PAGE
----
Coinbase CEO Brian Armstrong has said that he expects revenue to fall 50% or more, blaming the state of the industry and shaken investor confidence following the recent collapse of industry peer, FTX. The revenue projections were revealed by the US-based crypto exchange through its official Twitter page. According to the post, the executive the firm’s revenue for the 2022 Fiscal Year “to be less than half” that of the 2021 fiscal year.
Our CEO recently sat down with David Rubenstein at Bloomberg. Brian indicated that he expects Coinbase FY2022 revenue to be less than half of FY2021 revenue.
This view is consistent with the outlook provided on our Q3 earnings call on Nov 3, 2022.https://t.co/iCDO16bFf2
— Coinbase (@coinbase) December 7, 2022
Speaking to Bloomberg on David Rubenstein Show Peer-to-Peer Conversations, Armstrong said that the crypto exchange’s revenue this year will likely be cut in half or more from the $7 billion it recorded in 2021.
“With everything coming down, it is looking, you know, about roughly half that or less.”
The crypto sector has lost over $2 trillion as higher interest rates and growing concerns over an economic downturn cratered prices, eliminating key industry players like Voyager Digital, Three Arrows Capital, and Celsius Network.
The expectation of a revenue drop follows the crypto exchange struggling amid sharp price declines in crypto prices as well as the continuing contagion effects from several bankruptcies this year, including, as confirmed by Armstrong, the collapse of crypto firm FTX.
Estimated Coinbase Revenue Decline is Unsurprising
The estimated decline in Coinbase’s yearly revenues does not come as a surprise, particularly to market participants, and is in tandem with analysts’ predictions, who said they expect a lower top-line number from the San Francisco-based crypto firm.
Before the report on the exchange’s most recent earnings (Q3) was made public, a survey by FactSet predicted that Coinbase would post annual revenue of $3.3 billion in 2022. According to their most recent estimations, it will be $3.2 billion. If the predictions prove accurate, the exchange would have posted declines of up to 59% compared to 2021.
On the other hand, the Coinbase exchange had forecasted a possible loss of no more than $500 million based on adjusted earnings before interest, taxes, depreciation, and amortization (EBITDA). This compares to almost $4 billion of positive EBITDA last year. Based on FactSet data, however, Coinbase actually generated $7.8 billion in revenue in 2022.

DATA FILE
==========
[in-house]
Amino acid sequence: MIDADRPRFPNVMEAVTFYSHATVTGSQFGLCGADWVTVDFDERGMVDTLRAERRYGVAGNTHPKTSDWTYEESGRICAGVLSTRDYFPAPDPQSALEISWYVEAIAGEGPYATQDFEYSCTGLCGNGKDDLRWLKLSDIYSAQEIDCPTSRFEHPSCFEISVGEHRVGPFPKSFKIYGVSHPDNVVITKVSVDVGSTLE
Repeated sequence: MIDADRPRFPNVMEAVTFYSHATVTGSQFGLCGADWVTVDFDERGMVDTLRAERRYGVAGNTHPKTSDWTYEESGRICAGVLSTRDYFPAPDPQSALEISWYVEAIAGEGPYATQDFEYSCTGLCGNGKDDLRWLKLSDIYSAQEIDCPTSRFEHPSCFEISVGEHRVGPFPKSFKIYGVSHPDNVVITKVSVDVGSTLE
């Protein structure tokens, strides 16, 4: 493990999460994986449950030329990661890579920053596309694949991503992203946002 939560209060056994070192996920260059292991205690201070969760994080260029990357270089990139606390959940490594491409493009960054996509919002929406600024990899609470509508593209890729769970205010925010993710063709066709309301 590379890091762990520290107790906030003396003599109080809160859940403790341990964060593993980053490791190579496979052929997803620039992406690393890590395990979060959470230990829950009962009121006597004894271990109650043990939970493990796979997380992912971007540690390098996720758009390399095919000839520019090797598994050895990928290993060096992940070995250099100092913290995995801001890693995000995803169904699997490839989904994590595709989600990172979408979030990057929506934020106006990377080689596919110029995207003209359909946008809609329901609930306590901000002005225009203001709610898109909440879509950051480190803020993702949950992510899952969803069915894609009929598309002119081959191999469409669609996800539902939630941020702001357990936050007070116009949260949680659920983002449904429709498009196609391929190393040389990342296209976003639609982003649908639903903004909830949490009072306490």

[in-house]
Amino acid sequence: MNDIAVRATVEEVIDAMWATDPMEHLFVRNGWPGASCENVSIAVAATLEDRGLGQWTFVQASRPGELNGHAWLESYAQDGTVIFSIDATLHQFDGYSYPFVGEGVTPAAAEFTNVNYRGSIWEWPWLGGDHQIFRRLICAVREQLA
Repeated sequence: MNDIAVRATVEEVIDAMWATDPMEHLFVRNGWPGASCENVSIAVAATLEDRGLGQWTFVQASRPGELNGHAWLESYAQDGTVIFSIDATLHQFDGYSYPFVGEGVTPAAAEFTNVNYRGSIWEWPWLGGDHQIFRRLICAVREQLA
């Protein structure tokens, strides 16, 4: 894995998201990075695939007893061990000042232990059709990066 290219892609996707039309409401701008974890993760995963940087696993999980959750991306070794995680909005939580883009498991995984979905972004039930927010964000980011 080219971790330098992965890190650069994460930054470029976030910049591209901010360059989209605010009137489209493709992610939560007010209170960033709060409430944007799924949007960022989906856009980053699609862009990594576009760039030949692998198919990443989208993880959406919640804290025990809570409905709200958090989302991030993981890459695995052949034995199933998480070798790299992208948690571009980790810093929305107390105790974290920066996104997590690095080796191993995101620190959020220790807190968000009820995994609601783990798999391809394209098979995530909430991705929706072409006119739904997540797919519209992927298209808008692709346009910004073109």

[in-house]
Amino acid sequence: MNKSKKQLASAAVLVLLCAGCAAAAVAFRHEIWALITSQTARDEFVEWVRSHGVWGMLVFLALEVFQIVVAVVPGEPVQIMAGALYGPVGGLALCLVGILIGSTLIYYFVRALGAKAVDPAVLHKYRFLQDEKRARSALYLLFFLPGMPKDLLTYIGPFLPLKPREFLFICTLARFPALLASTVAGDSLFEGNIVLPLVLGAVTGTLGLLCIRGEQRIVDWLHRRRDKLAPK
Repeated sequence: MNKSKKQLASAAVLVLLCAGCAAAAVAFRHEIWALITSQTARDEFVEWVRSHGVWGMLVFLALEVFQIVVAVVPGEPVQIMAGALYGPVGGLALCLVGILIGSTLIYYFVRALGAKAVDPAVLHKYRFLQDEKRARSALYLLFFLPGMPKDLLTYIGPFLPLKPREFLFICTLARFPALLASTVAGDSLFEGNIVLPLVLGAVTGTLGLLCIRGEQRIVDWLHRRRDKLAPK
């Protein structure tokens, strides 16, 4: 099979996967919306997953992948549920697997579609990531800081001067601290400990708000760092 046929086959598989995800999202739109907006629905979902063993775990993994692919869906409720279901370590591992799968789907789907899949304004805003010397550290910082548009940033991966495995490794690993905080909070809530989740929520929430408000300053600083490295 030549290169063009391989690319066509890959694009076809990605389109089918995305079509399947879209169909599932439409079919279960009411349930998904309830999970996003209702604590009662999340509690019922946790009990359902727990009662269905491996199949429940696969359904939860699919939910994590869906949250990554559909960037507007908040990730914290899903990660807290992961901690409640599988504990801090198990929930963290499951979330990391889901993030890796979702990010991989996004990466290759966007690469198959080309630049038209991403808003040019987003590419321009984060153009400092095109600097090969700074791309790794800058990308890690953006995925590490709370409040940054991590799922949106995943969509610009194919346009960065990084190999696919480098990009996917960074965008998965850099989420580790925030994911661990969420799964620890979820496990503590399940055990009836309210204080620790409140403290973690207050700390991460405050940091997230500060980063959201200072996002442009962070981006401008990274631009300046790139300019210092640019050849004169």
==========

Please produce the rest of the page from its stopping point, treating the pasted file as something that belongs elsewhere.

Coinbase shares, which have already plummeted more than 80% this year, were down 1% on the news. Based on Nasdaq data, Coinbase stock is down over 83% in 2022 and is among the worst-performing this year. According to data from Refinitiv, analysts expect Coinbase’s revenue to plunge 75% to $621.5 million in Q4.
The plunging stocks come as a growing number of investors continue to step away from cryptocurrency-related companies, especially following the recent collapse of Sam Bankman-Fried’s crypto empire.
Prominent Investors Comment On FTX Crisis
Sam Bankman-Fried, aka SBF, has been criticized for mismanagement of customer funds, with industry giants such as Binance CEO Changpeng Zhao calling him a “master manipulator.” However, some high net-worth investors like Bill Ackman have come out in recent days to defend SBF, saying they believe he may be telling the truth.
Call me crazy, but I think @sbf is telling the truth.
— Bill Ackman (@BillAckman) November 30, 2022
Shark tank’s Kevin O’Leary has also defended Bankman-Fried. Replying to Bill Ackman’s tweet, O’Leary said, “I lost millions as an investor in @FTX and got sandblasted as a paid spokesperson for the firm but after listening to that interview I’m in the @billAckman camp about the kid!”
In a recent tweet by Armstrong, the Coinbase CEO said he denies the claims made by SBF, where the since-shamed former FTX CEO alludes to “accounting errors” as the source of FTX’s troubles.
It’s stolen customer money used in his hedge fund, plain and simple.
— Brian Armstrong (@brian_armstrong) December 3, 2022
In his tweet, Armstrong says, “I don’t care how messy your accounting is (or how rich you are) – you’re definitely going to notice if you find an extra $8B to spend. Even the most gullible person should not believe Sam’s claim that this was an accounting error.”
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